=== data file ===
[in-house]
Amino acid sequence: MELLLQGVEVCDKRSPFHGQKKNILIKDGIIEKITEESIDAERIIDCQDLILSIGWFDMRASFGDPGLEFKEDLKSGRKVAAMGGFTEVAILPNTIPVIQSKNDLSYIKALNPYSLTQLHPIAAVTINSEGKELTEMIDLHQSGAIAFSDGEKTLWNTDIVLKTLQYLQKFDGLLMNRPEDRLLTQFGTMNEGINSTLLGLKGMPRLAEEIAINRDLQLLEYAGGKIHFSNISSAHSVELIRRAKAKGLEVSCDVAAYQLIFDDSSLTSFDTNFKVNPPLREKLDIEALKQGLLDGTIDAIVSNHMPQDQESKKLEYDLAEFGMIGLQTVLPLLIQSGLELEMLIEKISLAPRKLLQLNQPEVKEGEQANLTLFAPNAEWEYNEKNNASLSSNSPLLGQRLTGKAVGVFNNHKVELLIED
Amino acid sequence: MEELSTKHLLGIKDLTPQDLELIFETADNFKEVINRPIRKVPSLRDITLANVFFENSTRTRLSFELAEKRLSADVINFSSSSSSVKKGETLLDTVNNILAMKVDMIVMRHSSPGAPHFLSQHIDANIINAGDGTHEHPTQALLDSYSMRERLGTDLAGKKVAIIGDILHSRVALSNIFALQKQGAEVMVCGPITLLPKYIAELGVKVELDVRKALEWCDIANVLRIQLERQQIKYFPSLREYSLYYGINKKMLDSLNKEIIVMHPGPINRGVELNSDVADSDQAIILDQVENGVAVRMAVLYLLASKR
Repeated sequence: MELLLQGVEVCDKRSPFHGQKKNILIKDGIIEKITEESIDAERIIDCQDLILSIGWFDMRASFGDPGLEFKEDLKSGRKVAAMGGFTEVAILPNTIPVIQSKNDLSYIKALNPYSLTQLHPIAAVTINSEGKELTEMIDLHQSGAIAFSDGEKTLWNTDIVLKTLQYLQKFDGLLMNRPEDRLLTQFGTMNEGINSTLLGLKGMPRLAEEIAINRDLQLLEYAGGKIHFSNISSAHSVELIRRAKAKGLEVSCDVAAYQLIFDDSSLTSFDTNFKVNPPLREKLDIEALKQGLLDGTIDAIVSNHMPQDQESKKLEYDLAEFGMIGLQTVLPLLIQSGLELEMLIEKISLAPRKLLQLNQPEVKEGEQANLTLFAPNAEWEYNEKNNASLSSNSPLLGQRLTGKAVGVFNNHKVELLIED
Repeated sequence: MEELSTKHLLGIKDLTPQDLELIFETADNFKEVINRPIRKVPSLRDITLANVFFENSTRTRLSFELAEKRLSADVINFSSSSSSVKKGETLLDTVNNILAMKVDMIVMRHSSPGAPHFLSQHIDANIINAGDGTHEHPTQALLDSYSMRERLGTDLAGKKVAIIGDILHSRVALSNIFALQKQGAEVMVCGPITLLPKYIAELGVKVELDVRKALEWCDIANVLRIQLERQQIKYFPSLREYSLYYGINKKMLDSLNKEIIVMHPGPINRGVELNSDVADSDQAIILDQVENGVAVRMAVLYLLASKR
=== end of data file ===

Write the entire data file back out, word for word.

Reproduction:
[in-house]
Amino acid sequence: MELLLQGVEVCDKRSPFHGQKKNILIKDGIIEKITEESIDAERIIDCQDLILSIGWFDMRASFGDPGLEFKEDLKSGRKVAAMGGFTEVAILPNTIPVIQSKNDLSYIKALNPYSLTQLHPIAAVTINSEGKELTEMIDLHQSGAIAFSDGEKTLWNTDIVLKTLQYLQKFDGLLMNRPEDRLLTQFGTMNEGINSTLLGLKGMPRLAEEIAINRDLQLLEYAGGKIHFSNISSAHSVELIRRAKAKGLEVSCDVAAYQLIFDDSSLTSFDTNFKVNPPLREKLDIEALKQGLLDGTIDAIVSNHMPQDQESKKLEYDLAEFGMIGLQTVLPLLIQSGLELEMLIEKISLAPRKLLQLNQPEVKEGEQANLTLFAPNAEWEYNEKNNASLSSNSPLLGQRLTGKAVGVFNNHKVELLIED
Amino acid sequence: MEELSTKHLLGIKDLTPQDLELIFETADNFKEVINRPIRKVPSLRDITLANVFFENSTRTRLSFELAEKRLSADVINFSSSSSSVKKGETLLDTVNNILAMKVDMIVMRHSSPGAPHFLSQHIDANIINAGDGTHEHPTQALLDSYSMRERLGTDLAGKKVAIIGDILHSRVALSNIFALQKQGAEVMVCGPITLLPKYIAELGVKVELDVRKALEWCDIANVLRIQLERQQIKYFPSLREYSLYYGINKKMLDSLNKEIIVMHPGPINRGVELNSDVADSDQAIILDQVENGVAVRMAVLYLLASKR
Repeated sequence: MELLLQGVEVCDKRSPFHGQKKNILIKDGIIEKITEESIDAERIIDCQDLILSIGWFDMRASFGDPGLEFKEDLKSGRKVAAMGGFTEVAILPNTIPVIQSKNDLSYIKALNPYSLTQLHPIAAVTINSEGKELTEMIDLHQSGAIAFSDGEKTLWNTDIVLKTLQYLQKFDGLLMNRPEDRLLTQFGTMNEGINSTLLGLKGMPRLAEEIAINRDLQLLEYAGGKIHFSNISSAHSVELIRRAKAKGLEVSCDVAAYQLIFDDSSLTSFDTNFKVNPPLREKLDIEALKQGLLDGTIDAIVSNHMPQDQESKKLEYDLAEFGMIGLQTVLPLLIQSGLELEMLIEKISLAPRKLLQLNQPEVKEGEQANLTLFAPNAEWEYNEKNNASLSSNSPLLGQRLTGKAVGVFNNHKVELLIED
Repeated sequence: MEELSTKHLLGIKDLTPQDLELIFETADNFKEVINRPIRKVPSLRDITLANVFFENSTRTRLSFELAEKRLSADVINFSSSSSSVKKGETLLDTVNNILAMKVDMIVMRHSSPGAPHFLSQHIDANIINAGDGTHEHPTQALLDSYSMRERLGTDLAGKKVAIIGDILHSRVALSNIFALQKQGAEVMVCGPITLLPKYIAELGVKVELDVRKALEWCDIANVLRIQLERQQIKYFPSLREYSLYYGINKKMLDSLNKEIIVMHPGPINRGVELNSDVADSDQAIILDQVENGVAVRMAVLYLLASKR